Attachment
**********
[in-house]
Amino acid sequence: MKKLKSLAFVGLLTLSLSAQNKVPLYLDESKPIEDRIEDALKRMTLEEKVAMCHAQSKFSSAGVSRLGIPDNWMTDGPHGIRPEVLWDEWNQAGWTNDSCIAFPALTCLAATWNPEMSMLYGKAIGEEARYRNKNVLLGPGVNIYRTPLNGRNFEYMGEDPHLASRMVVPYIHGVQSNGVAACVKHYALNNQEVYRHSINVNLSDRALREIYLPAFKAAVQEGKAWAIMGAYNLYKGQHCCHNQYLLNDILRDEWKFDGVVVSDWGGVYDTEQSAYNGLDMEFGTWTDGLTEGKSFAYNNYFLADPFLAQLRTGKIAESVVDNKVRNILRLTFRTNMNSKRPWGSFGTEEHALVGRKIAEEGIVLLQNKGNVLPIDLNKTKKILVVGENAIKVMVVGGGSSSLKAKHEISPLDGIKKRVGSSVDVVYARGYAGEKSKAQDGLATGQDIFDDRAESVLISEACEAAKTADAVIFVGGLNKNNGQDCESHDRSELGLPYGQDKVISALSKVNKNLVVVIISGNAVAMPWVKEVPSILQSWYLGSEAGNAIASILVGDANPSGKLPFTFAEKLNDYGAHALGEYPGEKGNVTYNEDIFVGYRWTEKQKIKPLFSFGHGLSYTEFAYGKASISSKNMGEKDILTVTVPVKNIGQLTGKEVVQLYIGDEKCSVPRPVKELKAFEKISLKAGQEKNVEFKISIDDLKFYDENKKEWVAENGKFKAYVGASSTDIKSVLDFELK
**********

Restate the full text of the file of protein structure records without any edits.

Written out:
[in-house]
Amino acid sequence: MKKLKSLAFVGLLTLSLSAQNKVPLYLDESKPIEDRIEDALKRMTLEEKVAMCHAQSKFSSAGVSRLGIPDNWMTDGPHGIRPEVLWDEWNQAGWTNDSCIAFPALTCLAATWNPEMSMLYGKAIGEEARYRNKNVLLGPGVNIYRTPLNGRNFEYMGEDPHLASRMVVPYIHGVQSNGVAACVKHYALNNQEVYRHSINVNLSDRALREIYLPAFKAAVQEGKAWAIMGAYNLYKGQHCCHNQYLLNDILRDEWKFDGVVVSDWGGVYDTEQSAYNGLDMEFGTWTDGLTEGKSFAYNNYFLADPFLAQLRTGKIAESVVDNKVRNILRLTFRTNMNSKRPWGSFGTEEHALVGRKIAEEGIVLLQNKGNVLPIDLNKTKKILVVGENAIKVMVVGGGSSSLKAKHEISPLDGIKKRVGSSVDVVYARGYAGEKSKAQDGLATGQDIFDDRAESVLISEACEAAKTADAVIFVGGLNKNNGQDCESHDRSELGLPYGQDKVISALSKVNKNLVVVIISGNAVAMPWVKEVPSILQSWYLGSEAGNAIASILVGDANPSGKLPFTFAEKLNDYGAHALGEYPGEKGNVTYNEDIFVGYRWTEKQKIKPLFSFGHGLSYTEFAYGKASISSKNMGEKDILTVTVPVKNIGQLTGKEVVQLYIGDEKCSVPRPVKELKAFEKISLKAGQEKNVEFKISIDDLKFYDENKKEWVAENGKFKAYVGASSTDIKSVLDFELK